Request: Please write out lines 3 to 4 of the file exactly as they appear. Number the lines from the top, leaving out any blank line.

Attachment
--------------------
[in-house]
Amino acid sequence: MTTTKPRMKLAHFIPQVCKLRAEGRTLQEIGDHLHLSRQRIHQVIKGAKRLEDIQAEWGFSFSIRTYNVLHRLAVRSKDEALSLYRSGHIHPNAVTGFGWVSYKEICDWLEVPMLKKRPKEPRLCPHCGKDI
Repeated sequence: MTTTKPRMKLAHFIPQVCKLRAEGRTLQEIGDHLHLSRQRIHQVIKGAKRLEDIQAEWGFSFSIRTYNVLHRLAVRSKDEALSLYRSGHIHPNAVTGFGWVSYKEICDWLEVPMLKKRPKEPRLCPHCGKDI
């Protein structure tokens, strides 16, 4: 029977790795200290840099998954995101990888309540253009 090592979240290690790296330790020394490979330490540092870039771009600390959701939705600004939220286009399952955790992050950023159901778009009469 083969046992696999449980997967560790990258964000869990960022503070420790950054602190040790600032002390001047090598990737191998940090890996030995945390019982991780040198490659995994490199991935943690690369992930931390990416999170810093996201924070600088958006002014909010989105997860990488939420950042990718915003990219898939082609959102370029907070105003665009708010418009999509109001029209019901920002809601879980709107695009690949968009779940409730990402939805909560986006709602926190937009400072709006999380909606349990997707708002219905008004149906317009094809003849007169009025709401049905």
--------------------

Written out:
Repeated sequence: MTTTKPRMKLAHFIPQVCKLRAEGRTLQEIGDHLHLSRQRIHQVIKGAKRLEDIQAEWGFSFSIRTYNVLHRLAVRSKDEALSLYRSGHIHPNAVTGFGWVSYKEICDWLEVPMLKKRPKEPRLCPHCGKDI
């Protein structure tokens, strides 16, 4: 029977790795200290840099998954995101990888309540253009 090592979240290690790296330790020394490979330490540092870039771009600390959701939705600004939220286009399952955790992050950023159901778009009469 083969046992696999449980997967560790990258964000869990960022503070420790950054602190040790600032002390001047090598990737191998940090890996030995945390019982991780040198490659995994490199991935943690690369992930931390990416999170810093996201924070600088958006002014909010989105997860990488939420950042990718915003990219898939082609959102370029907070105003665009708010418009999509109001029209019901920002809601879980709107695009690949968009779940409730990402939805909560986006709602926190937009400072709006999380909606349990997707708002219905008004149906317009094809003849007169009025709401049905």